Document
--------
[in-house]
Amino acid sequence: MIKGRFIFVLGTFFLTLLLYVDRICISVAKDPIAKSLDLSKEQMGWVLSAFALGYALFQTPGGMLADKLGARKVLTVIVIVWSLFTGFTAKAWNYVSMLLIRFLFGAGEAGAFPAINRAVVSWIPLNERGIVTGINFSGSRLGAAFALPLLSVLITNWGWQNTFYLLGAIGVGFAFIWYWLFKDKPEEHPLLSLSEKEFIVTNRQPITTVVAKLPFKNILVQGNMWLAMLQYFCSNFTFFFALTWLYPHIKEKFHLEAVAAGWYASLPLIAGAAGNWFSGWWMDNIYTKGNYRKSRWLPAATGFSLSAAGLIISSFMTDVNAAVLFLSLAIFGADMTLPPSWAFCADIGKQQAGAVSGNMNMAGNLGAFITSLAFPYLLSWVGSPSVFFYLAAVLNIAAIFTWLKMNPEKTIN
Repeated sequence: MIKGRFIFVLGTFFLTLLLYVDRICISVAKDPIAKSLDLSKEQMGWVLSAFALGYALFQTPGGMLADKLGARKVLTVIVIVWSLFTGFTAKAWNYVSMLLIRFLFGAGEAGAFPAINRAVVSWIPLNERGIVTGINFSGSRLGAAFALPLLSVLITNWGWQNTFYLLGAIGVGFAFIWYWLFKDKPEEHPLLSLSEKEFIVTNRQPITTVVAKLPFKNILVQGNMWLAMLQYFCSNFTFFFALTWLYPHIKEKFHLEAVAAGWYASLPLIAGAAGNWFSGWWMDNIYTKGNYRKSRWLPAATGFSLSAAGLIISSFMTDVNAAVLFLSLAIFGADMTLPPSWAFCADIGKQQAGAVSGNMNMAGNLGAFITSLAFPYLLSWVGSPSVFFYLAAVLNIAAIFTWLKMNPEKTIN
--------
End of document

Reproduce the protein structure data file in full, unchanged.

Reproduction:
[in-house]
Amino acid sequence: MIKGRFIFVLGTFFLTLLLYVDRICISVAKDPIAKSLDLSKEQMGWVLSAFALGYALFQTPGGMLADKLGARKVLTVIVIVWSLFTGFTAKAWNYVSMLLIRFLFGAGEAGAFPAINRAVVSWIPLNERGIVTGINFSGSRLGAAFALPLLSVLITNWGWQNTFYLLGAIGVGFAFIWYWLFKDKPEEHPLLSLSEKEFIVTNRQPITTVVAKLPFKNILVQGNMWLAMLQYFCSNFTFFFALTWLYPHIKEKFHLEAVAAGWYASLPLIAGAAGNWFSGWWMDNIYTKGNYRKSRWLPAATGFSLSAAGLIISSFMTDVNAAVLFLSLAIFGADMTLPPSWAFCADIGKQQAGAVSGNMNMAGNLGAFITSLAFPYLLSWVGSPSVFFYLAAVLNIAAIFTWLKMNPEKTIN
Repeated sequence: MIKGRFIFVLGTFFLTLLLYVDRICISVAKDPIAKSLDLSKEQMGWVLSAFALGYALFQTPGGMLADKLGARKVLTVIVIVWSLFTGFTAKAWNYVSMLLIRFLFGAGEAGAFPAINRAVVSWIPLNERGIVTGINFSGSRLGAAFALPLLSVLITNWGWQNTFYLLGAIGVGFAFIWYWLFKDKPEEHPLLSLSEKEFIVTNRQPITTVVAKLPFKNILVQGNMWLAMLQYFCSNFTFFFALTWLYPHIKEKFHLEAVAAGWYASLPLIAGAAGNWFSGWWMDNIYTKGNYRKSRWLPAATGFSLSAAGLIISSFMTDVNAAVLFLSLAIFGADMTLPPSWAFCADIGKQQAGAVSGNMNMAGNLGAFITSLAFPYLLSWVGSPSVFFYLAAVLNIAAIFTWLKMNPEKTIN